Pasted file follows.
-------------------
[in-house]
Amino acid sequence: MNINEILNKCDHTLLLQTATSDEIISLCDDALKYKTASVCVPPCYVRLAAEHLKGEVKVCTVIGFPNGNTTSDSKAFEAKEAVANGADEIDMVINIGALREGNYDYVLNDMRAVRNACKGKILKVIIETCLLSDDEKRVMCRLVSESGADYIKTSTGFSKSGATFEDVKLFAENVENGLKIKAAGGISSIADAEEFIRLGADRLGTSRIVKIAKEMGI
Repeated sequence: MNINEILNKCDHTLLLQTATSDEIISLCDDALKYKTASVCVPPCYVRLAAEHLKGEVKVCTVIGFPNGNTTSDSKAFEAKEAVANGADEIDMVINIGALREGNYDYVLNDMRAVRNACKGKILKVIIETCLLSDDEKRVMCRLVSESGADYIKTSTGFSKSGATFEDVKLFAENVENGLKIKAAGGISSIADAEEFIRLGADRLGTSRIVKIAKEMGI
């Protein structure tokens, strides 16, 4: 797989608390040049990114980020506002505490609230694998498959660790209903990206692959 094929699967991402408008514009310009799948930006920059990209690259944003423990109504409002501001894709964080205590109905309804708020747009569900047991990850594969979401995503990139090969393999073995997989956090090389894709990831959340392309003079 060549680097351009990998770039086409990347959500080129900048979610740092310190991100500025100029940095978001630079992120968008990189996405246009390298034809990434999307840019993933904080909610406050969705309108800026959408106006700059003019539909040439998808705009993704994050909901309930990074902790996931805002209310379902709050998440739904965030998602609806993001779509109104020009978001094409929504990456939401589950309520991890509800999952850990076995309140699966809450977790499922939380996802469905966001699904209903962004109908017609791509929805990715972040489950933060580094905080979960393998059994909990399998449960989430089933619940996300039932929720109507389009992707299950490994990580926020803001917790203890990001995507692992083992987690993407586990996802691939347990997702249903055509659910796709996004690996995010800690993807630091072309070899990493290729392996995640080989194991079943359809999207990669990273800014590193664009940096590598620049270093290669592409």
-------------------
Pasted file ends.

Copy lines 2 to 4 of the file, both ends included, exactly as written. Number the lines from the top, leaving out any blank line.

Amino acid sequence: MNINEILNKCDHTLLLQTATSDEIISLCDDALKYKTASVCVPPCYVRLAAEHLKGEVKVCTVIGFPNGNTTSDSKAFEAKEAVANGADEIDMVINIGALREGNYDYVLNDMRAVRNACKGKILKVIIETCLLSDDEKRVMCRLVSESGADYIKTSTGFSKSGATFEDVKLFAENVENGLKIKAAGGISSIADAEEFIRLGADRLGTSRIVKIAKEMGI
Repeated sequence: MNINEILNKCDHTLLLQTATSDEIISLCDDALKYKTASVCVPPCYVRLAAEHLKGEVKVCTVIGFPNGNTTSDSKAFEAKEAVANGADEIDMVINIGALREGNYDYVLNDMRAVRNACKGKILKVIIETCLLSDDEKRVMCRLVSESGADYIKTSTGFSKSGATFEDVKLFAENVENGLKIKAAGGISSIADAEEFIRLGADRLGTSRIVKIAKEMGI
């Protein structure tokens, strides 16, 4: 797989608390040049990114980020506002505490609230694998498959660790209903990206692959 094929699967991402408008514009310009799948930006920059990209690259944003423990109504409002501001894709964080205590109905309804708020747009569900047991990850594969979401995503990139090969393999073995997989956090090389894709990831959340392309003079 060549680097351009990998770039086409990347959500080129900048979610740092310190991100500025100029940095978001630079992120968008990189996405246009390298034809990434999307840019993933904080909610406050969705309108800026959408106006700059003019539909040439998808705009993704994050909901309930990074902790996931805002209310379902709050998440739904965030998602609806993001779509109104020009978001094409929504990456939401589950309520991890509800999952850990076995309140699966809450977790499922939380996802469905966001699904209903962004109908017609791509929805990715972040489950933060580094905080979960393998059994909990399998449960989430089933619940996300039932929720109507389009992707299950490994990580926020803001917790203890990001995507692992083992987690993407586990996802691939347990997702249903055509659910796709996004690996995010800690993807630091072309070899990493290729392996995640080989194991079943359809999207990669990273800014590193664009940096590598620049270093290669592409």